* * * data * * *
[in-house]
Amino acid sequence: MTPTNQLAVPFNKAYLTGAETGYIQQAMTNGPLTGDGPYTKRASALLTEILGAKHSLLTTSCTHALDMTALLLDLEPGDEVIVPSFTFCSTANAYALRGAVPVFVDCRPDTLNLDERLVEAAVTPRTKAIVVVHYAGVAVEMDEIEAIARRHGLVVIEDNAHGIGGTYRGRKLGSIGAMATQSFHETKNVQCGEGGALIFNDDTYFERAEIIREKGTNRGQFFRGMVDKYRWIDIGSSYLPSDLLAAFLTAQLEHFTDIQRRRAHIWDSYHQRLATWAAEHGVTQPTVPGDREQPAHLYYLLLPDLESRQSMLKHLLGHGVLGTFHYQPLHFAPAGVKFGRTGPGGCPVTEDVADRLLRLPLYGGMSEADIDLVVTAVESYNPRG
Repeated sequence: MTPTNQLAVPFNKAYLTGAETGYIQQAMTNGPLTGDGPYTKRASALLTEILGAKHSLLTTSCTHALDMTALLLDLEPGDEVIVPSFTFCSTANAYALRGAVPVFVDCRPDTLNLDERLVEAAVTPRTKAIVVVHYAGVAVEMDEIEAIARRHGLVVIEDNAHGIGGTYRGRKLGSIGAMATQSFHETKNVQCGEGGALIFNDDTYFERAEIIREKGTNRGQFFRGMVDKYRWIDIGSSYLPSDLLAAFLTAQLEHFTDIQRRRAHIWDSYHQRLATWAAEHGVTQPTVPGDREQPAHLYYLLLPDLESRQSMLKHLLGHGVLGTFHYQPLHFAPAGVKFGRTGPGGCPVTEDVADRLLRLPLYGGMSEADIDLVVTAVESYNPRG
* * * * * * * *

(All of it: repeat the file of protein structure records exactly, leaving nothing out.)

[in-house]
Amino acid sequence: MTPTNQLAVPFNKAYLTGAETGYIQQAMTNGPLTGDGPYTKRASALLTEILGAKHSLLTTSCTHALDMTALLLDLEPGDEVIVPSFTFCSTANAYALRGAVPVFVDCRPDTLNLDERLVEAAVTPRTKAIVVVHYAGVAVEMDEIEAIARRHGLVVIEDNAHGIGGTYRGRKLGSIGAMATQSFHETKNVQCGEGGALIFNDDTYFERAEIIREKGTNRGQFFRGMVDKYRWIDIGSSYLPSDLLAAFLTAQLEHFTDIQRRRAHIWDSYHQRLATWAAEHGVTQPTVPGDREQPAHLYYLLLPDLESRQSMLKHLLGHGVLGTFHYQPLHFAPAGVKFGRTGPGGCPVTEDVADRLLRLPLYGGMSEADIDLVVTAVESYNPRG
Repeated sequence: MTPTNQLAVPFNKAYLTGAETGYIQQAMTNGPLTGDGPYTKRASALLTEILGAKHSLLTTSCTHALDMTALLLDLEPGDEVIVPSFTFCSTANAYALRGAVPVFVDCRPDTLNLDERLVEAAVTPRTKAIVVVHYAGVAVEMDEIEAIARRHGLVVIEDNAHGIGGTYRGRKLGSIGAMATQSFHETKNVQCGEGGALIFNDDTYFERAEIIREKGTNRGQFFRGMVDKYRWIDIGSSYLPSDLLAAFLTAQLEHFTDIQRRRAHIWDSYHQRLATWAAEHGVTQPTVPGDREQPAHLYYLLLPDLESRQSMLKHLLGHGVLGTFHYQPLHFAPAGVKFGRTGPGGCPVTEDVADRLLRLPLYGGMSEADIDLVVTAVESYNPRG